Tuesday 21 June 2011

Book Reviews

Star Wars - Fate of the Jedi: Conviction
Aaron Allston
Arrow Books/Random House
Available Now - £18.99 (Hardback)
Review by Rob Wade

Chief of State Natasi Daala has been overthrown, and the Jedi Order has taken control of the Galactic Alliance. But while the new governors dismantle Daala's draconian regime, forces still loyal to the deposed official are mobilizing a counterstrike. And even the Jedi's new authority may not be enough to save Tahiri Veila, the former Jedi Knight and onetime Sith apprentice convicted of treason for the killing of Galactic Alliance officer Gilad Pellaeon. Meanwhile, Luke and Ben Skywalker are relentlessly pursuing Abeloth, the powerful dark-side entity bent on ruling the galaxy. But as they corner their monstrous quarry on the planet Nam Chorios, the two lone Jedi must also face the fury of the Sith death squadron bearing down on them. And when Abeloth turns the tables with an insidious ambush, the Skywalkers' quest threatens to become a suicide mission.

A series that is now coming up on its climax after spanning more than half a dozen entries with more yet to come, the Fate of the Jedi story arc has seen all sorts of twists and turns along the way. It’s natural, therefore, that there is quite a lot to do in the last three novels, of which this is the first. Luke and Ben Skywalker have to make progress in their hunt for the dark side entity Abeloth, Han and Leia are sent to some of the political hotspots which have been developing over the course of the series, and there’s also the matter of Tahiri’s trial, which has occupied a tremendous amount of time.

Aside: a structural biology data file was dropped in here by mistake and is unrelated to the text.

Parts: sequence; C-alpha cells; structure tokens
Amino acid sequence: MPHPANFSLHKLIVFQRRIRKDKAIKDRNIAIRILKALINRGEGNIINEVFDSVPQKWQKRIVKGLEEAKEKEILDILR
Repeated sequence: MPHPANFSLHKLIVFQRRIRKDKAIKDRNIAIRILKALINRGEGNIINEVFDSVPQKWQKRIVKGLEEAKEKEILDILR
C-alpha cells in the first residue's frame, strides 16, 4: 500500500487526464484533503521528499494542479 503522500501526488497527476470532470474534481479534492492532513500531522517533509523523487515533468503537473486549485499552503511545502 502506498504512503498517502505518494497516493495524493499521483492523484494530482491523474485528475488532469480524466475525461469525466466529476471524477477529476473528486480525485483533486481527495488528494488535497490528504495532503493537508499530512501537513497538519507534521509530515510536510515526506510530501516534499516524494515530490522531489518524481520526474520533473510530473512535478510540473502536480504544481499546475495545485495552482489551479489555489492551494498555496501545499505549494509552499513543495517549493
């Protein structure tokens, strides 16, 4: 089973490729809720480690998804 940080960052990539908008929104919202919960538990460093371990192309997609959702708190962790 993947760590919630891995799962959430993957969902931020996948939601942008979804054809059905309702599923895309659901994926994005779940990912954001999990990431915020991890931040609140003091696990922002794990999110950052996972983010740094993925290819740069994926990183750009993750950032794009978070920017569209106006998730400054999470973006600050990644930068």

Thankfully, the utter clusterfuck that all those events suggest is nowhere to be found, and the book itself is considerably more coherent than you might expect from hearing the description. With the considerable amount of storytelling, however, it was really nice to see some elements developed further, such as the Horn children, previously encased in carbonite due to a madness afflicting certain Jedi, unthawed and travelling the galaxy again. Without going into too much detail about their state on leaving carbonite, I will say that their objective ties in heavily with Luke and Ben’s.